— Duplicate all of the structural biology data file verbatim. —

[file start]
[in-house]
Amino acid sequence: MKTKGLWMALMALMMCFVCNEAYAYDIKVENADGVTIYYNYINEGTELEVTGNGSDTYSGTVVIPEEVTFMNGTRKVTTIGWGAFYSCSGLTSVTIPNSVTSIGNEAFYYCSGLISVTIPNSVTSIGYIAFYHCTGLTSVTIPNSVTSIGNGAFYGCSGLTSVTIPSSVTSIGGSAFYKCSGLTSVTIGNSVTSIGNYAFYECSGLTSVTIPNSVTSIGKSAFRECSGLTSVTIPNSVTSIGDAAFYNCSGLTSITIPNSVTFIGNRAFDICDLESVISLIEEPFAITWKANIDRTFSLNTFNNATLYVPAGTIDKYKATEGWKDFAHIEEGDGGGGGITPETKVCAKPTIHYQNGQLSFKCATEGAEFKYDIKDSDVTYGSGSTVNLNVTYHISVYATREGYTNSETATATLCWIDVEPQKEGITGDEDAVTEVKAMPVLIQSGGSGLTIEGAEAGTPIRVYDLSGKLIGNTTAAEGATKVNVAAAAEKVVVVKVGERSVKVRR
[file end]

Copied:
[in-house]
Amino acid sequence: MKTKGLWMALMALMMCFVCNEAYAYDIKVENADGVTIYYNYINEGTELEVTGNGSDTYSGTVVIPEEVTFMNGTRKVTTIGWGAFYSCSGLTSVTIPNSVTSIGNEAFYYCSGLISVTIPNSVTSIGYIAFYHCTGLTSVTIPNSVTSIGNGAFYGCSGLTSVTIPSSVTSIGGSAFYKCSGLTSVTIGNSVTSIGNYAFYECSGLTSVTIPNSVTSIGKSAFRECSGLTSVTIPNSVTSIGDAAFYNCSGLTSITIPNSVTFIGNRAFDICDLESVISLIEEPFAITWKANIDRTFSLNTFNNATLYVPAGTIDKYKATEGWKDFAHIEEGDGGGGGITPETKVCAKPTIHYQNGQLSFKCATEGAEFKYDIKDSDVTYGSGSTVNLNVTYHISVYATREGYTNSETATATLCWIDVEPQKEGITGDEDAVTEVKAMPVLIQSGGSGLTIEGAEAGTPIRVYDLSGKLIGNTTAAEGATKVNVAAAAEKVVVVKVGERSVKVRR